Cassandras next explored two methods to reduce the complexity of a system to make it easier to model: decomposition, or breaking down a complex system into simpler components, and abstraction, or zooming out to a far less detailed representation of the system. Decomposition can provide fast, accurate solutions to difficult problems; abstraction can dramatically simplify such problems at the “small price” of some loss of accuracy.
“Can the abstraction model be used to predict the real system’s behavior? Bad question,” said Cassandras. “Can the abstraction model be used to control or optimize the real system’s behavior? Good question.”
Finally, he challenged conventional time-driven methods for sampling, control and communication in wireless, networked systems. Noting how communication actions dictated solely by clock time drain precious battery power, exacerbate security risks and are often unnecessary, he argued that these actions could instead be triggered by specific events at the “small price” of identifying suitable action-triggering events. To illustrate the point, he showed how communication among a team of cooperating robots patrolling a defined space could be minimized to achieve a specified goal while saving energy and enhancing security.
Cassandras concluded the lecture by highlighting his ongoing efforts to design Smart Cities that collect data, process information, make decisions and control and optimize actions aimed at making urban life easier, safer and more efficient. He also announced a new endeavor to model the progression of cancer as a discrete event system.
“My hope is to turn this into a new direction of research where discrete event systems analysis can be applied to see how treatment and therapies can be used by simulating how cancer progresses with real data, and play what-if games with drugs,” he said.
Three Decades of Taking on Complexity
A member of the BU faculty since 1996, head of the College’s Division of Systems Engineering and cofounder of BU’s Center for Information and Systems Engineering (CISE), Cassandras has published five books and more than 300 refereed papers. He was editor-in-chief of the IEEE Transactions on Automatic Control from 1998 through 2009, and the 2012 president of the IEEE Control Systems Society (CSS). He has chaired several technical conferences and served as plenary speaker at various international conferences, including the American Control Conference in 2001 and the IEEE Conference on Decision and Control in 2002, and Distinguished Lecturer for the CSS.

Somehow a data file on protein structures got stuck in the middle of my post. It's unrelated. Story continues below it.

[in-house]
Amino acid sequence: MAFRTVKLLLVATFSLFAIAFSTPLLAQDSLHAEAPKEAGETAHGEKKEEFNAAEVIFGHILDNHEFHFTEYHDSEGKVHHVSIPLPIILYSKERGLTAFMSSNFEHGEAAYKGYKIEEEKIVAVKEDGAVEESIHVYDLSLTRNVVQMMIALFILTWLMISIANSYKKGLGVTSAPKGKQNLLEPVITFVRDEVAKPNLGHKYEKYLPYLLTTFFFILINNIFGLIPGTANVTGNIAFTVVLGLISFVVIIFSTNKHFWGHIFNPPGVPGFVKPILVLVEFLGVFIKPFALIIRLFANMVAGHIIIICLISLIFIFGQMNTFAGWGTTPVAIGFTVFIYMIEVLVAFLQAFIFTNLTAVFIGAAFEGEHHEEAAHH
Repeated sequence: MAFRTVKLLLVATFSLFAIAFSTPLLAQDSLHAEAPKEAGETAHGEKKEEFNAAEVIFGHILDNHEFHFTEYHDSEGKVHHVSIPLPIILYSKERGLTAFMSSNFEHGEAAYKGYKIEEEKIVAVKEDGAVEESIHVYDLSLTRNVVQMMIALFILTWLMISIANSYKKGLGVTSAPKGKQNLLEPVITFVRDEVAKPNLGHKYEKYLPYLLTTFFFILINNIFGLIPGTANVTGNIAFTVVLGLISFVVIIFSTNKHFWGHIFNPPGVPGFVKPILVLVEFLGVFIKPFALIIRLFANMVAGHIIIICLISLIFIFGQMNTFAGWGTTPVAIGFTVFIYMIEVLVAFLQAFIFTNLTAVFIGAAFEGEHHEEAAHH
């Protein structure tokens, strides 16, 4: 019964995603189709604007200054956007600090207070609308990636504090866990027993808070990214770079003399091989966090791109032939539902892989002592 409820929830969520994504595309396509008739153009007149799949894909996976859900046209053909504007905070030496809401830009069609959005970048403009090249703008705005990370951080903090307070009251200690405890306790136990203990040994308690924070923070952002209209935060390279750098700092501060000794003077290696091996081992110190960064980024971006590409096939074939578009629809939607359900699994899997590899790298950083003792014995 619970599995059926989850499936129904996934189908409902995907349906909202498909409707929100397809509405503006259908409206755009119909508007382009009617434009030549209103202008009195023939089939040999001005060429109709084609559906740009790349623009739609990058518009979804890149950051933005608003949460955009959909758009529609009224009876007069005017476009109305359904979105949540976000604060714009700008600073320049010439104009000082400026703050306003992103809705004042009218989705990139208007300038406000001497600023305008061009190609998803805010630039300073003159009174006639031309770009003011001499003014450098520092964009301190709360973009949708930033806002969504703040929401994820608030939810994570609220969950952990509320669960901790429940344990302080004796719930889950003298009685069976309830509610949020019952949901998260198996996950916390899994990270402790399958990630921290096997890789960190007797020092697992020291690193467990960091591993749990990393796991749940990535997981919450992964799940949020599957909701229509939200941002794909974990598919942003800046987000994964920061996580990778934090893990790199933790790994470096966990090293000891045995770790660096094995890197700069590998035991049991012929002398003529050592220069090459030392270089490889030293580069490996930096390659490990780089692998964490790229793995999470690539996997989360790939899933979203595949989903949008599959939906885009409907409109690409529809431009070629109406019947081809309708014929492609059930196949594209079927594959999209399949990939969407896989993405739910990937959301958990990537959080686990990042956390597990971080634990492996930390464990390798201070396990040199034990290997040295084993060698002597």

Cassandras’s numerous awards include a 2012 Kern Fellowship, a 2011 prize for the IBM/IEEE Smarter Planet Challenge competition, the 2011 IEEE Control Systems Technology Award, the Distinguished Member Award of the IEEE Control Systems Society (2006), the 1999 Harold Chestnut Prize (International Federation of Automatic Control (IFAC) Best Control Engineering Textbook) for Discrete Event Systems: Modeling and Performance Analysis, and a 1991 Lilly Fellowship. He is also a Fellow of the IEEE and IFAC.
Initiated in 2008, the annual Distinguished Scholar Lecture Series honors a senior faculty member engaged in outstanding, high-impact research at the College of Engineering. The previous five recipientsare Professors Thomas Bifano (ME, MSE), H. Steven Colburn (BME), Theodore Moustakas (ECE, MSE), Irving Bigio (BME) and John Baillieul (ME, SE), and Professor Emeritus Malvin Teich (ECE, BME).
ENG team has a creative solution to a costly problem
By Leslie Friday (Video by Joe Chan), BU Today
The energy from the sun that hits the Earth in a single hour could power the planet for an entire year, according to the US Department of Energy (DOE). One of the best places to harness that free, abundant, and environmentally friendly energy is a desert, but deserts, it turns out, come with a nemesis to solar panels: sand. The particulate matter that constantly blows across deserts settles on solar panels, decreasing their efficiency by nearly 100 percent in the middle of a dust storm. The current solution is for solar field operators to spray the dust with desalinated, distilled water.